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7.2: Conceptualizing Language Development

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    Language can be understood as a series of meaningful exchanges to communicate information, including sounds and sign language (Vygotsky, 1986). Toppelberg and Shapiro (2000) indicate language is composed of sounds, the way these sounds are organized into words or parts of words, the organization of concepts being communicated, and language usage. This definition can be expanded to include expressive and receptive signals and the exchange between language partners. Receptive language reflects what a child is taking in as information is passed to them. Productive and expressive language are terms that are used interchangeably to indicate that the child is creating their own signals to communicate. Finally, there is a transactional component to language that includes not only the speaker’s intent, but also the receiver’s ability to comprehend what is being said, and the signals that indicate that the information has been received. Language is verbal and non-verbal, developing before a child is even born. Theoretically and practically, language is a reflection of our cognition and a mechanism that helps us solve problems. Language emerges from our environment, and we use it as a medium both to understand (other people and ourselves) and to be understood. It is cultural, nested in our context, and because it fosters our ability to connect with others, deeply profound. Researchers and theorists explore a variety of questions when considering how language develops in children.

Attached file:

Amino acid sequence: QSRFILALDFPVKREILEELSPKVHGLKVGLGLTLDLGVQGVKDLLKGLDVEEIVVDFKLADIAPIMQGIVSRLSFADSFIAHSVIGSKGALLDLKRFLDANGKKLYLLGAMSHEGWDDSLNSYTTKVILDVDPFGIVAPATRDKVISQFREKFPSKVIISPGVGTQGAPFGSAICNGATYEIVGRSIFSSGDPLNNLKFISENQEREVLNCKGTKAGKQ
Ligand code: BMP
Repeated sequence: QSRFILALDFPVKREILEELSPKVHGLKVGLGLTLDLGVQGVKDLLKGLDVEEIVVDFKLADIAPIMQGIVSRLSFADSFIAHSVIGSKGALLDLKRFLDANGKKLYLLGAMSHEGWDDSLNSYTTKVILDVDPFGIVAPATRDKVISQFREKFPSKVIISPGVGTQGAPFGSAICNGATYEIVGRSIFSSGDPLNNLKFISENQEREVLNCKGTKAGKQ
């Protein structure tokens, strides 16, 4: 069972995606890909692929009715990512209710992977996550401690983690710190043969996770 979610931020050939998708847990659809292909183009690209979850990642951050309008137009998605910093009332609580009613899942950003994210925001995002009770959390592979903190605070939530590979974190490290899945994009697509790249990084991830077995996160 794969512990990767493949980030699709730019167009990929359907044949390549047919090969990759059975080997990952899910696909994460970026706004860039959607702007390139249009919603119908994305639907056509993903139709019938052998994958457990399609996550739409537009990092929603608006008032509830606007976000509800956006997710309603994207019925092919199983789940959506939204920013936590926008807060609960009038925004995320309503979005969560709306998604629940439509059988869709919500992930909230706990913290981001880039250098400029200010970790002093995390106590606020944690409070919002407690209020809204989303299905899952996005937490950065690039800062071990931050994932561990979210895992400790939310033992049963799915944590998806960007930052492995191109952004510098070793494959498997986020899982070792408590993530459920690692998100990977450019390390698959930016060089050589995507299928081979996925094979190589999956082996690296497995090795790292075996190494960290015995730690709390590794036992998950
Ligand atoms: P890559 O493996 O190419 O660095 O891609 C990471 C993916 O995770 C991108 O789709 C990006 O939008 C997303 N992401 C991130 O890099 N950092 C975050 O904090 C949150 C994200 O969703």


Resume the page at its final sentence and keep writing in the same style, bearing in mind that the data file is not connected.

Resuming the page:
Illustration of a bird in flight 7.2a Is Language Innate?

    Nativist theory suggests that we are prewired to learn language through an invisible framework, acting as an internal map. Noam Chomsky (1968), who invented this theory, believed that human language is complex and we could not learn it unless we already had a pre-existing physiological structure to prepare us. In effect, Chomsky is suggesting that we have an inborn structure for language, in the same way that we have a skeleton providings structure for our physical growth and development. Chomsky called this the “Language Acquisition Device.” As evidence for his theory, Chomsky points to the fact that all over the world, humans develop language patterns with similar features such as verbs and nouns, called universal grammar. When children are exposed to language, it activates the language acquisition device, but our propensity for language is pre-existing. In fact, Chomsky describes language development as one would describe physical growth, as opposed to how one would describe learning. Chomsky is essentially saying that although the environment is important, it is only strengthening something that already exists. This theory of language development is heavily focused on the biological, or nature, part of development.

    Illustration of a bird in flight 7.2b Does Language have Stages?

    According to Piaget’s Cognitive Developmental theory (Piaget, 1962), as the child grows and develops, they move through normative, or predictable stages of growth. This growth process allows and compels children to build their own internal categories and rules of language. These internal structures, called schemes, become more complex as children interact with their environment to construct their knowledge. One illustration of this is that a child’s understanding of the rules of language change and become more sophisticated as the child develops cognitively. For example, young children have a tendency to overregularize a word, such as calling all four-legged animals, “doggie.” Eventually, as their cognitive schema becomes more complex, they recognize that four-legged animals have other distinguishable characteristics and can differentiate animals using this knowledge. Language then, is a display of the child’s cognitive understanding. Language development reflects a complex interplay of opportunities and experiences. Accordingly, there are wide ranges in when children acquire or demonstrate particular language skills.